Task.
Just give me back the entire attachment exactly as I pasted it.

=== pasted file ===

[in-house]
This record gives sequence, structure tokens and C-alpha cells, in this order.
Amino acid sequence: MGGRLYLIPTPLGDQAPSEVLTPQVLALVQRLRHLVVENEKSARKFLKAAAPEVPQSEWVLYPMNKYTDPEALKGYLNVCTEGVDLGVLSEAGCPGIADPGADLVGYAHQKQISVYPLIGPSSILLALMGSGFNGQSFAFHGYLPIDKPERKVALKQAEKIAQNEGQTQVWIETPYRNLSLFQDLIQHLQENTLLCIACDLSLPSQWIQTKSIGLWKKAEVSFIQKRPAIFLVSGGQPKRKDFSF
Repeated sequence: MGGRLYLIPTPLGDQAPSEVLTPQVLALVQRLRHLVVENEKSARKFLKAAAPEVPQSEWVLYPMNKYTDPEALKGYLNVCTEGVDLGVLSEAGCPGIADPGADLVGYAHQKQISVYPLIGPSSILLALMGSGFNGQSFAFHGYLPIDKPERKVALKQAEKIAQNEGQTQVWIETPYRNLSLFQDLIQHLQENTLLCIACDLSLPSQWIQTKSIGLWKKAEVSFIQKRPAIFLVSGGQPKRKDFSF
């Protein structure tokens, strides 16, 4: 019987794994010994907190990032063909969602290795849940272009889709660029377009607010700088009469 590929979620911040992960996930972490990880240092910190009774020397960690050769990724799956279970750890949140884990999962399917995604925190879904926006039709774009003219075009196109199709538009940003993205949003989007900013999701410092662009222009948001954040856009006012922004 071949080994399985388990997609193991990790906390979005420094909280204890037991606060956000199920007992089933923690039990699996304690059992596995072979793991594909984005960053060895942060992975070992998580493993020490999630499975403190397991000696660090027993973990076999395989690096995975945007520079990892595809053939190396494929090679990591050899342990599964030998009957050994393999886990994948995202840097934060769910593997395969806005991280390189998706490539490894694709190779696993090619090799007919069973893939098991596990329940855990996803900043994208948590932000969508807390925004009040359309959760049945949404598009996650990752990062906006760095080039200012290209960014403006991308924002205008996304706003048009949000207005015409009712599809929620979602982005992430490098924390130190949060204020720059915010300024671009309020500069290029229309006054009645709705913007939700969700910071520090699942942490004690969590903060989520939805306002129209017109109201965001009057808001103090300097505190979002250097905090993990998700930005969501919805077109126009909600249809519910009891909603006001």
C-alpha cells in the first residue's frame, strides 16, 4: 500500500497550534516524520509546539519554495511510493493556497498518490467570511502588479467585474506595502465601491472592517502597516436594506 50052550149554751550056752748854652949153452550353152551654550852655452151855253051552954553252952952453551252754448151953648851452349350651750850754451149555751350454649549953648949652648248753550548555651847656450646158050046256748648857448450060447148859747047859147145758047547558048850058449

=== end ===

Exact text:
[in-house]
This record gives sequence, structure tokens and C-alpha cells, in this order.
Amino acid sequence: MGGRLYLIPTPLGDQAPSEVLTPQVLALVQRLRHLVVENEKSARKFLKAAAPEVPQSEWVLYPMNKYTDPEALKGYLNVCTEGVDLGVLSEAGCPGIADPGADLVGYAHQKQISVYPLIGPSSILLALMGSGFNGQSFAFHGYLPIDKPERKVALKQAEKIAQNEGQTQVWIETPYRNLSLFQDLIQHLQENTLLCIACDLSLPSQWIQTKSIGLWKKAEVSFIQKRPAIFLVSGGQPKRKDFSF
Repeated sequence: MGGRLYLIPTPLGDQAPSEVLTPQVLALVQRLRHLVVENEKSARKFLKAAAPEVPQSEWVLYPMNKYTDPEALKGYLNVCTEGVDLGVLSEAGCPGIADPGADLVGYAHQKQISVYPLIGPSSILLALMGSGFNGQSFAFHGYLPIDKPERKVALKQAEKIAQNEGQTQVWIETPYRNLSLFQDLIQHLQENTLLCIACDLSLPSQWIQTKSIGLWKKAEVSFIQKRPAIFLVSGGQPKRKDFSF
């Protein structure tokens, strides 16, 4: 019987794994010994907190990032063909969602290795849940272009889709660029377009607010700088009469 590929979620911040992960996930972490990880240092910190009774020397960690050769990724799956279970750890949140884990999962399917995604925190879904926006039709774009003219075009196109199709538009940003993205949003989007900013999701410092662009222009948001954040856009006012922004 071949080994399985388990997609193991990790906390979005420094909280204890037991606060956000199920007992089933923690039990699996304690059992596995072979793991594909984005960053060895942060992975070992998580493993020490999630499975403190397991000696660090027993973990076999395989690096995975945007520079990892595809053939190396494929090679990591050899342990599964030998009957050994393999886990994948995202840097934060769910593997395969806005991280390189998706490539490894694709190779696993090619090799007919069973893939098991596990329940855990996803900043994208948590932000969508807390925004009040359309959760049945949404598009996650990752990062906006760095080039200012290209960014403006991308924002205008996304706003048009949000207005015409009712599809929620979602982005992430490098924390130190949060204020720059915010300024671009309020500069290029229309006054009645709705913007939700969700910071520090699942942490004690969590903060989520939805306002129209017109109201965001009057808001103090300097505190979002250097905090993990998700930005969501919805077109126009909600249809519910009891909603006001």
C-alpha cells in the first residue's frame, strides 16, 4: 500500500497550534516524520509546539519554495511510493493556497498518490467570511502588479467585474506595502465601491472592517502597516436594506 50052550149554751550056752748854652949153452550353152551654550852655452151855253051552954553252952952453551252754448151953648851452349350651750850754451149555751350454649549953648949652648248753550548555651847656450646158050046256748648857448450060447148859747047859147145758047547558048850058449